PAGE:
So the risk is high sometimes, and you will at somepoint lose your ship. You aren’t flying anything you can’t afford to replace anyway though… Right? Its good practice to assume (at least a nagging feeling in the back of your mind) that you’ll lose your ship on each mission – it cushions the blow if you do, and reassures you if you don’t. If you can afford to lose your boat in high-sec, you can afford to lose it in low-sec as well. The difference is you might lose it in an actual fight rather than to some really poor AI. I know I’d rather be beaten by someone who thinks and analyses rather than targets and sets to orbit. Its embarrassing.
Preparation is half the battle. Scope out the local inhabitants. If there’s good agents in the system, check out who runs missions based on their standings, then ask them if there’s an alternate-local channel where friendlies can chat. It might not seem like much, but if you can coordinate a group of mission runners who actually pay attention to local and their scanners, you can sometimes catch the probers at their own game – setting traps and scanning them down as well. If there isn’t such a channel, make one yourself, and slowly bring people in that you know are there to make isk (without killing other peeps) like you.
Once you have this channel, you can use it for passing intel, as well as forming up impromptu fleets when running missions if you’re unsure. This allows you all to warp to member (A) should they suddenly start screaming that there’s a prober on their tail – which of course they’ll have an incling off because they’re using the directional scanner.
Intel is so important in this situation. In low-sec you can suddenly find yourself with many hostiles in local very quickly. This is usually a cyno hot-dropping a fleet for some purpose. Make sure everyone in your channel broadcasts something like “friendly cyno” when they are bringing one or more things in so the rest of the inhabitants don’t get spooked.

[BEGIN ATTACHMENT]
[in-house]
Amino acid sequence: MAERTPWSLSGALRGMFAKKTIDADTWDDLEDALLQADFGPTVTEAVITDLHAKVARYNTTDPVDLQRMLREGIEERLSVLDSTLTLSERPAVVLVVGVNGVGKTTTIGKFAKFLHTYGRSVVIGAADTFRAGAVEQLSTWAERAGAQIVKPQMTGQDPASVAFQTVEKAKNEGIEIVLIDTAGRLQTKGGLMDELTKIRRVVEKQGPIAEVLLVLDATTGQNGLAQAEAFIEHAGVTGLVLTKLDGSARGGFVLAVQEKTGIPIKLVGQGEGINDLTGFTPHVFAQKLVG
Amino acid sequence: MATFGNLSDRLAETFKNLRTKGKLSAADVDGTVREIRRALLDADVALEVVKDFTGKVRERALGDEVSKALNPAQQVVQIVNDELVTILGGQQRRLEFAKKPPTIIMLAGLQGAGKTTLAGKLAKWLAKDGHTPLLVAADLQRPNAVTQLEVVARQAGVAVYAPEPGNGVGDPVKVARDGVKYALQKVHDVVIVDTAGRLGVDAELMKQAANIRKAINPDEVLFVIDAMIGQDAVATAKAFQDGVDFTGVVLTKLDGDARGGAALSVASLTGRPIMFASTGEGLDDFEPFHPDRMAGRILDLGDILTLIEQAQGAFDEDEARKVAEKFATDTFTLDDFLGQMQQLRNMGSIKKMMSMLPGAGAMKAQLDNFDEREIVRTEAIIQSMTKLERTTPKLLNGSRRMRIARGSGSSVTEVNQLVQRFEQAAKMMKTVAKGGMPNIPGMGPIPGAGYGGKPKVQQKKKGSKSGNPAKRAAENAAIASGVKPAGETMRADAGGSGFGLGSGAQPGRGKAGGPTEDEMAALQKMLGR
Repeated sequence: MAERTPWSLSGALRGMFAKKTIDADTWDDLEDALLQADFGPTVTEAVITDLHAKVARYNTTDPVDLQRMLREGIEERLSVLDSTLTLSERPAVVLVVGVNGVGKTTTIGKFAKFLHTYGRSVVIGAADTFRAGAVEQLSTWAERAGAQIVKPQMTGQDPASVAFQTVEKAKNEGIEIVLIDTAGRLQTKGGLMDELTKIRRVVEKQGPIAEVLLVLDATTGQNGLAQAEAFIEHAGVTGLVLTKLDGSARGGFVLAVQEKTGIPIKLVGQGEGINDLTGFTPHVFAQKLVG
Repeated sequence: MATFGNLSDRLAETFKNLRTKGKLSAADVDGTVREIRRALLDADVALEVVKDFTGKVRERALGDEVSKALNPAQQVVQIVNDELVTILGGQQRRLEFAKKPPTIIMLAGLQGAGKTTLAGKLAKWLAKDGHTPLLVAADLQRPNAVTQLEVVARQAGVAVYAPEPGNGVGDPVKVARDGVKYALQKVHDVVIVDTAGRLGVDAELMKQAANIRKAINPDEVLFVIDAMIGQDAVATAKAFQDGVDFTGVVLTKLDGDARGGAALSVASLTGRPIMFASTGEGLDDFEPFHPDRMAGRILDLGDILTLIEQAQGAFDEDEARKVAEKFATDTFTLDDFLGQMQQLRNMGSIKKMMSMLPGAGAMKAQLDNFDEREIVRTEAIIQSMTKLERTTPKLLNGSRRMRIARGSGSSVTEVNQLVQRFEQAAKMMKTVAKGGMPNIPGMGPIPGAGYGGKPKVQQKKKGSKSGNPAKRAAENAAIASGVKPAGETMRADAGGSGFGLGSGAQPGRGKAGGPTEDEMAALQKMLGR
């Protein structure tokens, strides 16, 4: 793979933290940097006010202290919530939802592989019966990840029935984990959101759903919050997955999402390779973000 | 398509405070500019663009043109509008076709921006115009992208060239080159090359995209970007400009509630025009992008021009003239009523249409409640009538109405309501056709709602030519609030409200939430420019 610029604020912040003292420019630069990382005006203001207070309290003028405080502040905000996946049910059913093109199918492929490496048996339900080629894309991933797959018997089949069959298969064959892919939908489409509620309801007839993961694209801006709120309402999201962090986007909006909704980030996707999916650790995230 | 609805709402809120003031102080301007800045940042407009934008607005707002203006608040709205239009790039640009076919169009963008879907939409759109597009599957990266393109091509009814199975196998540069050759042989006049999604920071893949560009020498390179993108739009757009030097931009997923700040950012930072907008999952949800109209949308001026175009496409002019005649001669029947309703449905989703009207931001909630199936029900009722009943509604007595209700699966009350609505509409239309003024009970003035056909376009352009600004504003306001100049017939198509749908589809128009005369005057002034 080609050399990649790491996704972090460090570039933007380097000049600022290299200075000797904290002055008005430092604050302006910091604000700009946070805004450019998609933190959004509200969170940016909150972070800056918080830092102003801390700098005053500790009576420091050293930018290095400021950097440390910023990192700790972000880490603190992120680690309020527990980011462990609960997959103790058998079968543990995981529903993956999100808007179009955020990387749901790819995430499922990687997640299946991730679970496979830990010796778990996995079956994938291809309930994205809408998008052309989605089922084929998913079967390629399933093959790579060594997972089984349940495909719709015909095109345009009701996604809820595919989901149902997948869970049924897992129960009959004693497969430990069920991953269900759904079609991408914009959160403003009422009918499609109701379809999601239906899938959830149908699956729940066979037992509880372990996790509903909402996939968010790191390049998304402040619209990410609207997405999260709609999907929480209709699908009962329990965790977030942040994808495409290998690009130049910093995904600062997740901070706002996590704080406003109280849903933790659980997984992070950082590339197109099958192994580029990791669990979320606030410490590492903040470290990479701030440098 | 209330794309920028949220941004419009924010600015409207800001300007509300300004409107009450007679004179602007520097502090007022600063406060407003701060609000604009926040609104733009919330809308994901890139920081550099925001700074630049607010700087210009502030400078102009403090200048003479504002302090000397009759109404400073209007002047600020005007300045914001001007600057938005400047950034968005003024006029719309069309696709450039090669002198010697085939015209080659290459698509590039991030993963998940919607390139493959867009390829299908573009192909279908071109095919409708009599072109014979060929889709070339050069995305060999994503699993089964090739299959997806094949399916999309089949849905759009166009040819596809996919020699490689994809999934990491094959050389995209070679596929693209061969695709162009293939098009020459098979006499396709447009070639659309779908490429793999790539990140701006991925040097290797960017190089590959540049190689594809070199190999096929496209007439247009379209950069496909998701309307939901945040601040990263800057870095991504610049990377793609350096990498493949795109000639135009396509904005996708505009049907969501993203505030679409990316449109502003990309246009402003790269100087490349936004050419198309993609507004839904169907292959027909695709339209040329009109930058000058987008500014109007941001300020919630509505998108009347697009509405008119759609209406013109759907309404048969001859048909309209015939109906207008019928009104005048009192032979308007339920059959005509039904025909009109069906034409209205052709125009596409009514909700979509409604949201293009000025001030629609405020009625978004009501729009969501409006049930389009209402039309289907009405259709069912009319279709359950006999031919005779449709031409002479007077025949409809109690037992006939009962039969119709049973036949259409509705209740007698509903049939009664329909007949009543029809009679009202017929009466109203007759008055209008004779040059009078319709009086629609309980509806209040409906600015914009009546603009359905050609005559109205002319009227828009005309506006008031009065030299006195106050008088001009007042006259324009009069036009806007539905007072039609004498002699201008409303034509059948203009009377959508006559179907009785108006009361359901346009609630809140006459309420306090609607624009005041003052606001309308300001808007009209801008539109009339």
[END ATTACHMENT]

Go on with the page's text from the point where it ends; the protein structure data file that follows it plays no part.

Take a PVP ship. This one throws people sometimes. You need something PVPable in the area, so when the time comes you’re ready to hop ship into something that you know will do a whole lot better than that shiny mission ship. If you explore as well, chances are you can very easily re-purpose that covert ops frig you use to probe out pirates. I’d advise having a support ship, and a damage dealer. What sort of support is up to you, and may well be worth discussing with your local group.
For the more seasoned players – and this is not really something I advise, I just find it fun to do – Park a carrier in another station in the system: Ideally one with no agents. Its unlikely to be ‘tube-tanked’ by any pirates because they see no logical reason for their carebear prey to be going there. In addition, make a jump clone there if possible. This is fantastic sneaky-ops, because when they think they have you pinned in station, you can hop to the other station, jump in something big and scare the bejesus out of them. They’ve already checked if you’re in station, and they haven’t seen you leave local, so they know you haven’t logged. Lots of fun!
There’s plenty more tips and hints I’m sure. Leave a comment if you can think of any, and if you want more specific advice, see this guide by my friend Mori; From Carebear to Werebear.